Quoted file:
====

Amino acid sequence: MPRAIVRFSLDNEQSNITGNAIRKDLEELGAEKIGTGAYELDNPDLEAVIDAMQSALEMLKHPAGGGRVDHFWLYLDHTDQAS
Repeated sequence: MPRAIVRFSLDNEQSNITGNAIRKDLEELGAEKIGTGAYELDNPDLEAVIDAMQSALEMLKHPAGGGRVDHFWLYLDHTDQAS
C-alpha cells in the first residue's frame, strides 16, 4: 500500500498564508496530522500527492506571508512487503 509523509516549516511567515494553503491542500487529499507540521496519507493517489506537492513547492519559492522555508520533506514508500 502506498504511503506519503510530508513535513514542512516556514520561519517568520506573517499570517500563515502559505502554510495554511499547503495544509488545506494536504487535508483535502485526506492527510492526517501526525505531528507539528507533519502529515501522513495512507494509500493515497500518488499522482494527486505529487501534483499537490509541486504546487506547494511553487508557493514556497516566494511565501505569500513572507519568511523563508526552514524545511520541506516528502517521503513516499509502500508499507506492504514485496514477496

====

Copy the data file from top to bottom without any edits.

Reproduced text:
Amino acid sequence: MPRAIVRFSLDNEQSNITGNAIRKDLEELGAEKIGTGAYELDNPDLEAVIDAMQSALEMLKHPAGGGRVDHFWLYLDHTDQAS
Repeated sequence: MPRAIVRFSLDNEQSNITGNAIRKDLEELGAEKIGTGAYELDNPDLEAVIDAMQSALEMLKHPAGGGRVDHFWLYLDHTDQAS
C-alpha cells in the first residue's frame, strides 16, 4: 500500500498564508496530522500527492506571508512487503 509523509516549516511567515494553503491542500487529499507540521496519507493517489506537492513547492519559492522555508520533506514508500 502506498504511503506519503510530508513535513514542512516556514520561519517568520506573517499570517500563515502559505502554510495554511499547503495544509488545506494536504487535508483535502485526506492527510492526517501526525505531528507539528507533519502529515501522513495512507494509500493515497500518488499522482494527486505529487501534483499537490509541486504546487506547494511553487508557493514556497516566494511565501505569500513572507519568511523563508526552514524545511520541506516528502517521503513516499509502500508499507506492504514485496514477496